So, I tried singing to her, but she evidently has different musical tastes than I, and the crying got louder.  
So, I tried taking her into the bathroom so she could see herself in the mirror.  But the angry baby she saw in the mirror only made her wail louder.  
So, I tried putting her in the bungee seat, where she could push her legs against the floor and bounce up and down.  And it turned out that her legs were as angry as her face. (I don't think I could jump four times 
myheight in one of those contraptions.)
Finally, after 45 minutes of things not getting better, I finally texted Alison and told her that she needed to come home.  I hated to do that to Alison...she really had needed a night out...and really wanted to see Mindy in the play.  But family takes care of its most vulnerable members first.  And when I texted, Alison and Nelson came right away.  
And when Isobel at long last nestled in her mother's arms, she stopped crying in less than a minute, look 
right at me,and got a silly grin on her face.  She doesn't use words yet.  But that look definitely said, "I win you lose!" 
So this Sunday letter is mostly to my daughter Alison, who is really upset that her dad hasn't yet seen the best side of her daughter...and who is afraid that her dad may think that her kid is a loser.  
Kid:  you've got a great kid.  Let's go through the list.  I don't know what she'll eventually do with that set of lungs she has...maybe an opera singer...or a champion swimmer.  And those legs!  Maybe she'll be a gymnast.  And the drama.  Maybe she'll take after her Aunt Mindy and be an actress.  And the sense of outrage.  Maybe we'll send her to Washington to set them straight.  At the very least, when it comes to voice, muscles, glands, eyesight, hearing...all systems are 'go' with Isobel.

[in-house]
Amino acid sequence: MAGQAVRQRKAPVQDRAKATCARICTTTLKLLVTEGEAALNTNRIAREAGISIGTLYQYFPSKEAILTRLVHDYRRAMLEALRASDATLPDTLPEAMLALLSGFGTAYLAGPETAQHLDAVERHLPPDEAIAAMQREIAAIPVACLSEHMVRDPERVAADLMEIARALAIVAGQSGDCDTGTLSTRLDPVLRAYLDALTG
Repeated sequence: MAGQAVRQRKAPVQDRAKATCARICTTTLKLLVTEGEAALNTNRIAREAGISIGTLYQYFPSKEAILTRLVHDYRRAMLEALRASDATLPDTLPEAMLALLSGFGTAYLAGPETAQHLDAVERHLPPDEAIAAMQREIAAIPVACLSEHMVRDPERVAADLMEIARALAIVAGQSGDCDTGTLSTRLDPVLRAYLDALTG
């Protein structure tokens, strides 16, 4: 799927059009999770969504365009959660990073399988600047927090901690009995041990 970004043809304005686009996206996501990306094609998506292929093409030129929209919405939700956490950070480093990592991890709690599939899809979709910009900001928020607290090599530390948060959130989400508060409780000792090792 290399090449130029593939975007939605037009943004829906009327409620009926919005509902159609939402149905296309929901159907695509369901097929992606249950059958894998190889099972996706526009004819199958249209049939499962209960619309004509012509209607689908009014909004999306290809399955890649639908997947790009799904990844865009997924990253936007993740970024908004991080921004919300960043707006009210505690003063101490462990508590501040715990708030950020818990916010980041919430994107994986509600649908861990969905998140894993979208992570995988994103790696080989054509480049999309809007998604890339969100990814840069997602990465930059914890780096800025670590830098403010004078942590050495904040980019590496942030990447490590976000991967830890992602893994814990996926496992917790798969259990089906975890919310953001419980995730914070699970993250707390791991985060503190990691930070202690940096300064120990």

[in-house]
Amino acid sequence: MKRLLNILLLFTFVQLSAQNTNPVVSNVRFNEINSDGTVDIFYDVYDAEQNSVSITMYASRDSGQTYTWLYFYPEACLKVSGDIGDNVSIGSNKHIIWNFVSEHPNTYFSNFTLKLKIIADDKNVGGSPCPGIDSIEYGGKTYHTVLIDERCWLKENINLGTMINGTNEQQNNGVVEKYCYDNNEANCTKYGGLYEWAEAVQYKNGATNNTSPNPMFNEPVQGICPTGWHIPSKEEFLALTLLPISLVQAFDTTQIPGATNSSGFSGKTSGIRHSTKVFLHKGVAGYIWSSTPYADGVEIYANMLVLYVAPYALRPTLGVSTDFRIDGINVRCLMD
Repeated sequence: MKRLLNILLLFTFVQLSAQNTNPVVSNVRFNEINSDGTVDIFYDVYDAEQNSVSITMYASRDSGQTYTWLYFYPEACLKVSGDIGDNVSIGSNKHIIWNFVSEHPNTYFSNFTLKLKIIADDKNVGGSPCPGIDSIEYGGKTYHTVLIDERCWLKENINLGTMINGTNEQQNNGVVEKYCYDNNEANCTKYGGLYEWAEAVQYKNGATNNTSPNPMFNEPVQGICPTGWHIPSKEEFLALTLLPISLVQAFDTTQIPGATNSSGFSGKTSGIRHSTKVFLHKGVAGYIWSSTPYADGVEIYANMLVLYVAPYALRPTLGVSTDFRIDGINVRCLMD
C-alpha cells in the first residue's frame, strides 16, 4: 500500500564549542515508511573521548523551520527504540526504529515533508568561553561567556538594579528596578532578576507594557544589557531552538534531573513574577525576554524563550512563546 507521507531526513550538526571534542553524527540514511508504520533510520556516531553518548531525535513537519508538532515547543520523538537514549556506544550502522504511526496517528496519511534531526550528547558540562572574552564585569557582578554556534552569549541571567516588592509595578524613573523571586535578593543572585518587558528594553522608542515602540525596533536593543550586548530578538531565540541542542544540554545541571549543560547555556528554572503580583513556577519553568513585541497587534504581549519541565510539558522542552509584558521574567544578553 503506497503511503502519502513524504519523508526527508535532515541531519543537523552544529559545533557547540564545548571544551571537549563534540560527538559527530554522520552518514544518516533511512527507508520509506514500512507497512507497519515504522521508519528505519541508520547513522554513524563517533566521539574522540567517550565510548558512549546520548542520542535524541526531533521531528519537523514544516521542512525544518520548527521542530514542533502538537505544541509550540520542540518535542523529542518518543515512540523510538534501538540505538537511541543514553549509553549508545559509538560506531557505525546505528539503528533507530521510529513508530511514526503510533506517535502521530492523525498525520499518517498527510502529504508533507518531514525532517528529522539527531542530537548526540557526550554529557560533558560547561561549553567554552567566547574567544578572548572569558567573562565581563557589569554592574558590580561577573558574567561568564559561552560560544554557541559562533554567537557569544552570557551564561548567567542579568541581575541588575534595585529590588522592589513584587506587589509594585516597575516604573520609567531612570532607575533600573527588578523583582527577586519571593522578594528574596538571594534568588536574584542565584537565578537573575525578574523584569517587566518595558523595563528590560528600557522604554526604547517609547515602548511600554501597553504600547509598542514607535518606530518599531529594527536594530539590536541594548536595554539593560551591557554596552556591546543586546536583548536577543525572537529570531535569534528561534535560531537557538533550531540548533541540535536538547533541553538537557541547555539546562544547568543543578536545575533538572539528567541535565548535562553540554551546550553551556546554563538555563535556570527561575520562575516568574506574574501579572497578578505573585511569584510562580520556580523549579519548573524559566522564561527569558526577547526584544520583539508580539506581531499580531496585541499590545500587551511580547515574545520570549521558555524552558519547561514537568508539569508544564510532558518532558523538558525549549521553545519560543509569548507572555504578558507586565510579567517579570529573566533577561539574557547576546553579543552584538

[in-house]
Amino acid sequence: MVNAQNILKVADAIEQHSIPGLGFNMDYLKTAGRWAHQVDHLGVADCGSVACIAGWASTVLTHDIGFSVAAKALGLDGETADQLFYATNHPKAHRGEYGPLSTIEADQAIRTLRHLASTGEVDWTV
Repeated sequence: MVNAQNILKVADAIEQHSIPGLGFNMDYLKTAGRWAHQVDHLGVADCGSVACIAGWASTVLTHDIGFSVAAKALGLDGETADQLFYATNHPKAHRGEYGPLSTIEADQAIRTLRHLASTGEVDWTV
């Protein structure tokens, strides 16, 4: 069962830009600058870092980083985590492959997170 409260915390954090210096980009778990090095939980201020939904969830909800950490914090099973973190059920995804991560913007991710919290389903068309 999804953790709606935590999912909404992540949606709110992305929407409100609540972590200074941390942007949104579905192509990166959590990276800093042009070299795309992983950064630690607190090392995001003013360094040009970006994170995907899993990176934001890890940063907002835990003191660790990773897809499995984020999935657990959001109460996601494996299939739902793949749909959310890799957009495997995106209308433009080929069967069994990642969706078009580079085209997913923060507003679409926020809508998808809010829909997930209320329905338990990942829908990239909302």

But when I think of our mutual descendent, I'm not thinking "well...at least she..."  
Not at all.  I'm thinking that here is a child who is extraordinarily confident of her mother's love.  
Here is a child who has a wicked sense of humor (like her mother.)  
Here is a child who is incredibly alert to the environment around her and responds appropriately. 
Here is a child who doesn't at all think she is a victim to circumstances, but plans to fight until she drops.  
Here is a child who demands that the adults around her do the right thing...such as her grandpa texting her mom and getting things back to normal.  
I love children.  And I always get along famously with them...over time...on 
their terms, not mine.  
That grin she gave me?...the one that seemed like a smirk?...the one that seemed to say, "I win; you lose?" She was half wrong.  I didn't lose.  Little Isobel doesn't know it yet, but the game's barely begun.  It wasn't an easy session for me Friday night, but it was just enough to know that I have
exactly the kind of granddaughter I want. 
So, kid:  one of these days... sooner than you think...you will no longer worry whether your daughter is impressing your dad. You will be worrying instead about what kind of strange plan the two of us have concocted...while you and Nelson were out for the evening.  I'm very patient...I don't rush a flower bud, or a gourmet meal...or a child. I'll wait.  It will be worth it.

 The Sunday letter is something I have done now for over 20 years.  It is a disciplined musing:  mindfulness, memory, and imagination.  I write it when I first wake up on a Sunday morning and then share it with the congregation.  The letter you see published here is usually revised from what the congregation receives.  This discipline of thinking and writing puts me in the place of describing rather than advising.  It prepares me to proclaim the gospel rather than get preachy with the souls who will sit before me.  --JMS